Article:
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Cyber re/insurance market “frustratingly immature”: Inga Beale, Lloyd’s

27th February 2018 - Author: Staff Writer

Lloyd’s Chief Executive Officer (CEO) Inga Beale, told delegates at the Organisation for Economic Cooperation and Development (OECD) conference in Paris recently that the cyber insurance and reinsurance market remains “frustratingly immature” and highlighted partnerships as the best way to tackle the risk.

inga-beale-lloyds“In 2016, the stand-alone cyber market reached an estimated $3.5 billion in written premiums…many analysts suggest that this figure will double over the next two years, largely driven by EU regulation on Data Protection,” Beale said.

Despite these outstanding forecasts for growth and the global necessity for firms and individuals to up the ante in mitigation and protection against cyber risk, Beale highlighted that in the last two decades, the cyber insurance market has failed to live up to expectations.

“Evidence of the market’s immaturity can be seen in the relatively low take up of cyber insurance. Whereas many businesses have property insurance, only about 20-35% have specific cyber insurance in the US and Europe.”

This reflects the fact that the re/insurance industry is still coming to terms with the systemic nature of cyber risk, the lack of historical data on the risk, as well as how to provide cover for a risk that is innovating and growing faster than re/insurers appear able to keep up with.

Furthermore, some scepticism remains within the industry, as to whether or not cyber is a risk that can be covered by re/insurers.

Speaking at the 2017 annual reinsurance conference in Monte-Carlo, Swiss Re CEO Christian Mumenthaler, said; “the more you talk to specialists the more you come to the conclusion that it’s more likely that’s probably not insurable.”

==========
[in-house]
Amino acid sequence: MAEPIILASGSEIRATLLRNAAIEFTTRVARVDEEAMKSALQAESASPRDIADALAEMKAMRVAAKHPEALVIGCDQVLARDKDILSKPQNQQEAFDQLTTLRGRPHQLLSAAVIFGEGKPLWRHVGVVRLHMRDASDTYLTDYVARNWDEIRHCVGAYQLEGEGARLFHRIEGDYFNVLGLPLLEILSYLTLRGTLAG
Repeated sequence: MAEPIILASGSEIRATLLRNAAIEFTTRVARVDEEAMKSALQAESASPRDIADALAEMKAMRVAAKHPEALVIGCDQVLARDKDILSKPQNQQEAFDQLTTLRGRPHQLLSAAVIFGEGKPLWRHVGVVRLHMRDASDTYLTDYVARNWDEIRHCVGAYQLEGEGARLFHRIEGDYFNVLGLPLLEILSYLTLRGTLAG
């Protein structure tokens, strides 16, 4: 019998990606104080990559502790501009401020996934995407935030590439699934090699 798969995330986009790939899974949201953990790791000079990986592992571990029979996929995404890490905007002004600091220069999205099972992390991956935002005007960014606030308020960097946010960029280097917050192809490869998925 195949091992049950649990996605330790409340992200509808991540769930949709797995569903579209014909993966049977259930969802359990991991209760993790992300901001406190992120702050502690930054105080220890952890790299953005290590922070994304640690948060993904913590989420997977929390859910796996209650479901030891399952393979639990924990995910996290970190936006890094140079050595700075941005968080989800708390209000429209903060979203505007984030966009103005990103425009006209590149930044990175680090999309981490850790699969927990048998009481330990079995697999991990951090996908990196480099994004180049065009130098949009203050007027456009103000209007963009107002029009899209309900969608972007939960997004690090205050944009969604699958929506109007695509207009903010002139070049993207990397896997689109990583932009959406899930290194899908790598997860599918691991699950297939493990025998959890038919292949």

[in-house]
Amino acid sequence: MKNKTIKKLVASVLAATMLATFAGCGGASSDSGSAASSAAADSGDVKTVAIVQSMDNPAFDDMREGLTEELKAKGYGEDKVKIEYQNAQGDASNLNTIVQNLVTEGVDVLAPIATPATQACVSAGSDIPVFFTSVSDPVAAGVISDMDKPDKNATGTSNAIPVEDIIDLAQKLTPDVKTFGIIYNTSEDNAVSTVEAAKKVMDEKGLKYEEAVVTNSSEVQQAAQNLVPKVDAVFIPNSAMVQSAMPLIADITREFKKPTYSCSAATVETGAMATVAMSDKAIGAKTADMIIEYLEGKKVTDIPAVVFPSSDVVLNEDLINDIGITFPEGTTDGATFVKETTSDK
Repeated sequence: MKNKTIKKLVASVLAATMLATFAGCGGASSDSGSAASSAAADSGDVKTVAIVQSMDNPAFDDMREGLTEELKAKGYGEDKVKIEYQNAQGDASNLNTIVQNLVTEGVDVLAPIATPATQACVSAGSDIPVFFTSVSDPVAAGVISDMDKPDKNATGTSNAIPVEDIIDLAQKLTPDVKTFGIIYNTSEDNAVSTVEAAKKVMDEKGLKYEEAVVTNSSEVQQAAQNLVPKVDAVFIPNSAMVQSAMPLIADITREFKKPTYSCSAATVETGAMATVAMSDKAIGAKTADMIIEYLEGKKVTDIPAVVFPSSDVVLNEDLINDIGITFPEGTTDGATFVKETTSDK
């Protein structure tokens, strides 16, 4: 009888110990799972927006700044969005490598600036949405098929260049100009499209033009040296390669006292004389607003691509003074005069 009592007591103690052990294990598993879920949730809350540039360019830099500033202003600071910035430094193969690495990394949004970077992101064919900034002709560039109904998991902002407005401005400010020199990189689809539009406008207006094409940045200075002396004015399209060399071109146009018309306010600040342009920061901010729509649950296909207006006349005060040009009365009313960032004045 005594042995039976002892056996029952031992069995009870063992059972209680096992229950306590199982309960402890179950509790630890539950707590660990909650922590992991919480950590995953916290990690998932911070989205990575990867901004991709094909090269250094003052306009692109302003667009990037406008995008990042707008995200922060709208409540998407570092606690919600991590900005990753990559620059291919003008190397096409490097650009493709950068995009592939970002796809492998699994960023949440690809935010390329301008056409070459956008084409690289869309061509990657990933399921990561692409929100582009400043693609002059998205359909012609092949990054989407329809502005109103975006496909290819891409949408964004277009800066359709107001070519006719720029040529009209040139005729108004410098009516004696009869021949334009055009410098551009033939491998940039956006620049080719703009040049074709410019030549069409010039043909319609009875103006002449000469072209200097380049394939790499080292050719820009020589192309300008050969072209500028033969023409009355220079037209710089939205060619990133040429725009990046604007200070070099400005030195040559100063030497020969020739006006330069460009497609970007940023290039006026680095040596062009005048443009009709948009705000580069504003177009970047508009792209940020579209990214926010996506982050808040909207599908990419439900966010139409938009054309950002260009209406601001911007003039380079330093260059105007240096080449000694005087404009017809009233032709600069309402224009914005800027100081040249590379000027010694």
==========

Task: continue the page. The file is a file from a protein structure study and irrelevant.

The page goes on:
Beale highlighted how premiums remain high compared to other classes of insurance; in some cases cyber insurance is up to six times more expensive than property insurance.

In addition, certain policies still don’t cover important losses – like loss of value of intellectual property, and some buyers may be confused over the types of cover available, said Beale.

Mumenthaler has previously called for governments to step up and support the industry on cyber risks, a class of business where the reinsurer wants to be “underweight.”

The Swiss Re CEO likened cyber risks to terrorism, saying that a government supported backstop is required as has been seen with terror risks, “otherwise the public market cannot really develop fully.”

Beale said on the underwriting side, the challenges in detecting and pricing the risk, combined with the potential for large losses is forcing some insurers to tread carefully. Meanwhile, the fast changing cyber risk landscape puts pressure on underwriters to ensure they have products that cover new threats.

Concurring with Mumenthaler’s stance on cyber risk, Beale said; “The onus is not just on insurers to take action. Governments and public bodies such as the OECD can play an important role too, especially around data. Customers are looking for evidence that insurers will pay out on cyber claims before they purchase. More information on the frequency and impact of cyber-attacks and losses would help inform underwriting.

“The market will only realise this opportunity said Beale if it invests for the future and all parties work together to “build better cyber resilience”.

Major ransomware and cyber attacks shook the globe last year, awakening firms and individuals to the higher stakes  at risk from cybercrime.

Ransomware attack Bad Rabbit, infected systems across Russia and Ukraine and spread across the globe –  as firms were still recovering from the billions lost to the WannaCry and Petya cyber attacks.

However, a recent PCS report said that despite the challenges of covering cybercrime the industry has shown significant progress with policy limits currently five times larger than those of just 4-5 years ago.

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